With the new feature each of these layers appear as if they were one clip by grouping all the layers into one clip.
Well, Apple has made available a good practice guide for creating and working with such PSD files . The first tip is to create a file with RGB color in 8-bit mode. The size should be the same as our project. For example, if you edit in 1080p, the file should have dimensions of 1920×1080 pixels.
After creating a document with the dimensions of our project and 8-bit color RBG mode we have to take into account other aspects to avoid problems when we are going to edit our material. Despite the compatibility of mixing modes (add, subtract, multiply,…) that Final Cut Pro X has, there is no equivalent for all Photoshop options, therefore it is advisable to only use the mixing modes that do have compatibility.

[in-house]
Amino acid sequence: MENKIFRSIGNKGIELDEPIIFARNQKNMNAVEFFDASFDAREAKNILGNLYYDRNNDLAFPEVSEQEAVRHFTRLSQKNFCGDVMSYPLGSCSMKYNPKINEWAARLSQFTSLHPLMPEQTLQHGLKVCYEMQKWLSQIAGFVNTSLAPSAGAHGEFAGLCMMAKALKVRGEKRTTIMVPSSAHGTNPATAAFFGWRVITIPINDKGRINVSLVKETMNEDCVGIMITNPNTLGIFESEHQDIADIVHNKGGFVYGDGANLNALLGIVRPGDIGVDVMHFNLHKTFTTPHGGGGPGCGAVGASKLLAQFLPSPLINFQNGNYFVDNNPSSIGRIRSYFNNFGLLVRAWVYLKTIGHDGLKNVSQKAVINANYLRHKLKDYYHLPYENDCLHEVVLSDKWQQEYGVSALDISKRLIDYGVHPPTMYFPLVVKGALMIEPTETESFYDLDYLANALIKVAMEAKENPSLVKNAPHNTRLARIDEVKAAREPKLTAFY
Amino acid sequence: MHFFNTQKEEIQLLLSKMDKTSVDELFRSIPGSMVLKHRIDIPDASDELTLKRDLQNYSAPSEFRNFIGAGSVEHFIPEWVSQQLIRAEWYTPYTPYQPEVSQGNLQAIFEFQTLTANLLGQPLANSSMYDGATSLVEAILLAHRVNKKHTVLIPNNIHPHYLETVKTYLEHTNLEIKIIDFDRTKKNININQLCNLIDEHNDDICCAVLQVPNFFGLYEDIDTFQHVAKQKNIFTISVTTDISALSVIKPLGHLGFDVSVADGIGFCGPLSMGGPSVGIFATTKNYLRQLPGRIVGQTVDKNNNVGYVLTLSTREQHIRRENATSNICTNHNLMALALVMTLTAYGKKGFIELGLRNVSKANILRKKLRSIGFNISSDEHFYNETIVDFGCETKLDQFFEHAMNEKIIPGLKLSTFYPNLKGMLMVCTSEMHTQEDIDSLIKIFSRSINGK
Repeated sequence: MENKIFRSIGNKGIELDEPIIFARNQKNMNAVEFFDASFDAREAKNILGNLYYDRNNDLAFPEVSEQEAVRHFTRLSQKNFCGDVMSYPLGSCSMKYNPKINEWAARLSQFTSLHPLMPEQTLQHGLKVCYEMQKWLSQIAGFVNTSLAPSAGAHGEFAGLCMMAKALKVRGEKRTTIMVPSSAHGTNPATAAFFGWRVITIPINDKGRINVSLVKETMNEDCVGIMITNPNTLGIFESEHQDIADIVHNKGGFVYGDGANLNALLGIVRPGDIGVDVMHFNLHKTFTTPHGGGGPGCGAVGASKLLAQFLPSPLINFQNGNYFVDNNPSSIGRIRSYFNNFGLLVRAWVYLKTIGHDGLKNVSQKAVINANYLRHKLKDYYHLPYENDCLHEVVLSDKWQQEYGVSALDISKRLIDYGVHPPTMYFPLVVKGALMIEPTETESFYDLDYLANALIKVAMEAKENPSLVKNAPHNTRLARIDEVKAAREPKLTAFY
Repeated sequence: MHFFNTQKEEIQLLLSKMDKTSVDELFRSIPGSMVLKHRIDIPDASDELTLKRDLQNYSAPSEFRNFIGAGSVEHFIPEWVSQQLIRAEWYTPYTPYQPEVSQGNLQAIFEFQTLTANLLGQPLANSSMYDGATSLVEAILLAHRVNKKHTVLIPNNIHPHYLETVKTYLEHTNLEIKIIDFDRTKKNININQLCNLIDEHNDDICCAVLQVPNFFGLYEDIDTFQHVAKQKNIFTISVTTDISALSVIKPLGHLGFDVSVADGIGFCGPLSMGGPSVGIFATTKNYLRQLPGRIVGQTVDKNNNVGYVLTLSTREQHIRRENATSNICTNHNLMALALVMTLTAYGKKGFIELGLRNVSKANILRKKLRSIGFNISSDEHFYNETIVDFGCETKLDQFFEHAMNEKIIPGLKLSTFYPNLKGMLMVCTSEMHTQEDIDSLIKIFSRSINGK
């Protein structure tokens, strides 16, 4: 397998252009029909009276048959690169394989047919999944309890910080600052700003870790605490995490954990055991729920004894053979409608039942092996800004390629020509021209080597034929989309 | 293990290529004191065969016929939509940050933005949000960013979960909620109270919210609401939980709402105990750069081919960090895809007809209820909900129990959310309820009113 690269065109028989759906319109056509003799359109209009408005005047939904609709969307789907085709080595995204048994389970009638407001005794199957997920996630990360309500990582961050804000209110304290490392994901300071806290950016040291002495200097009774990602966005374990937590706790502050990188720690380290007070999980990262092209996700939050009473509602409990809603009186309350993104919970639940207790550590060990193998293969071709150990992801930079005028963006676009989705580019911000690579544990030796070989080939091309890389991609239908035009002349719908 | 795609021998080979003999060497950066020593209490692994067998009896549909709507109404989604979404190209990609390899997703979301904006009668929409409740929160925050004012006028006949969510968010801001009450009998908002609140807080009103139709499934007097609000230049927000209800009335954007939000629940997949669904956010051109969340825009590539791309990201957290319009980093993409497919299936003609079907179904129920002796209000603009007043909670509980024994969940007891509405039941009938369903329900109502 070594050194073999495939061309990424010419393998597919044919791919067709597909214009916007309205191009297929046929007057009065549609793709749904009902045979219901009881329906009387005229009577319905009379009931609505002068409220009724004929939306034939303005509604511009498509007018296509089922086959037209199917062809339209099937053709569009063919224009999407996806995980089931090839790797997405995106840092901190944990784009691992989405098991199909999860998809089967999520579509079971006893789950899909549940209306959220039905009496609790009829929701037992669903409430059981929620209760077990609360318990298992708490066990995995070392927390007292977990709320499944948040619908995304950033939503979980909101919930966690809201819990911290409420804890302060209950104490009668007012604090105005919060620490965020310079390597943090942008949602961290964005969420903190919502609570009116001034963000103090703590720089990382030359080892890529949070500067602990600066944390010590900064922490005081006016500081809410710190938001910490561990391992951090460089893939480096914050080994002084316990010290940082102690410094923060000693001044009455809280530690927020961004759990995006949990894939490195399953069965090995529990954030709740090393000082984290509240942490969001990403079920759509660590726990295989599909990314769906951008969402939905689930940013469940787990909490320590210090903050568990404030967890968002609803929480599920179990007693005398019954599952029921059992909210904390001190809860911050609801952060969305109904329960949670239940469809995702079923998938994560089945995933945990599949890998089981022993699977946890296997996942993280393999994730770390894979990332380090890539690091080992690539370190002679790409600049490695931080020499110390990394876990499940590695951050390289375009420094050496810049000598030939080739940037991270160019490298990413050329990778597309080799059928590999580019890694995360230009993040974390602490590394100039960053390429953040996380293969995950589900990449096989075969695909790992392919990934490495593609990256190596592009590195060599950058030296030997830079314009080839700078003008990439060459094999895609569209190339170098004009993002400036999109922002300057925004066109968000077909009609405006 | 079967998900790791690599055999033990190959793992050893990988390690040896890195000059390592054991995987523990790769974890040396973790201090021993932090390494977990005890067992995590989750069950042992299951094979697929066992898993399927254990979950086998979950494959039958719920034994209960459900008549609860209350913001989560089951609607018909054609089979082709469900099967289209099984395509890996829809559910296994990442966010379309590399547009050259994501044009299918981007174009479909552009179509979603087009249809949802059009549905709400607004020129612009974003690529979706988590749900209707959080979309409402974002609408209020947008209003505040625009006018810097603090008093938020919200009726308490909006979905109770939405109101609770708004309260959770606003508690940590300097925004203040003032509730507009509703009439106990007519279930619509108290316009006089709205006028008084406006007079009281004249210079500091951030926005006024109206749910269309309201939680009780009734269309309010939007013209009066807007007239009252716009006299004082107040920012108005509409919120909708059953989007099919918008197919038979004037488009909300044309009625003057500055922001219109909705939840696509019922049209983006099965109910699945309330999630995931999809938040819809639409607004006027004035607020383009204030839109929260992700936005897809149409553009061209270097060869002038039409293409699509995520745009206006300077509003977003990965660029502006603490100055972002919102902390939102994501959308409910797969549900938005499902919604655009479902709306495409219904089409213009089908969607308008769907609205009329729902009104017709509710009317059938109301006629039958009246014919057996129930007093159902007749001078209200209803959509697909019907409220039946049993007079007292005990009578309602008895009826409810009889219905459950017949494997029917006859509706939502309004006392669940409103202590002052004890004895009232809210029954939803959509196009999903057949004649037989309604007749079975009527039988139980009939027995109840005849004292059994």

On the other hand, the layers that we activate or deactivate in Photoshop can then be made visible or not from Final Cut Pro X by pressing the V key. Another interesting fact is the ability to accept the color profile we embed in Photoshop.
There are a few more facts we need to know in order to work efficiently with Photoshop PSD files in Final Cut Pro X that we will be able to consult on Apple’s website. We will see what new or improved features the next update brings. A better control of the masks would not be bad.